|What's more global than candy sushi made by my friends' kids?|
Over the past month or so, though, I've noticed a slight shift away from strictly American influences to a more global approach to cuisine.
I'm not talking about a largely American dish with, say, harissa worked into the mix. What's happening now is less subtle than that. It's not about fusion - it's about whole dishes drawn from specific cuisines. And multiple cuisines being represented on one menu.
At Gunther and Co., we ate duck lumpia and a Thai hot pot - both Asian dishes with specific flavor profiles, included on a menu that also had ravioli and a truly impressive selection of oysters.
Last night, at The Elephant - which is in its pre-opening week and is gorgeous - we saw wide bowls of ramen at one table and a lamb tagine for two at another.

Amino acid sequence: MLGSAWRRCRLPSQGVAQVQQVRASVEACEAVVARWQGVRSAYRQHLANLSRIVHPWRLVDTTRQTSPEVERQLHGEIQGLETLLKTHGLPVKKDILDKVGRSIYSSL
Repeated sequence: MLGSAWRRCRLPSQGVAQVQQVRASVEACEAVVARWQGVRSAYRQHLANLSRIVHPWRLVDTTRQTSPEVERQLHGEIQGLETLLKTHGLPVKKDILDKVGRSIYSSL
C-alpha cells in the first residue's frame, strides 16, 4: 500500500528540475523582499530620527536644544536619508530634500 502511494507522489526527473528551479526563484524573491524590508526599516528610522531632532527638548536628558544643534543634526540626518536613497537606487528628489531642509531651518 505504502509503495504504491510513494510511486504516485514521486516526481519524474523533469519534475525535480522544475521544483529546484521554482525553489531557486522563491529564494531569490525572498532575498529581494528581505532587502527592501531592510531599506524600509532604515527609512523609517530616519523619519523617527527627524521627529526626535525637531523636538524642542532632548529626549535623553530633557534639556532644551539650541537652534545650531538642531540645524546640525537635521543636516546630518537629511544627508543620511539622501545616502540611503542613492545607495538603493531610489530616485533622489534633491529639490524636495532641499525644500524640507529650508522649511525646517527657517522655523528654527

If I was going to write a college paper about this trend, I'd posit that because we are living in such interesting times - times of global turmoil, if you want to be more dramatic about it - chefs are gravitating to more classic interpretations of dishes. Global is interesting, but the straightforward approach is familiar and comforting.
And if I was writing that paper, I'm sure I'd find a way to tie in the NY Post's recent article about the return of fine dining. Grown-up restaurants embracing a more serious approach to dining out - it also fits with the "in times of turmoil we seek stability" theory.
This theory was the backbone of about half of my art history papers on college. And, of course, food is the new art.
If I do say so myself.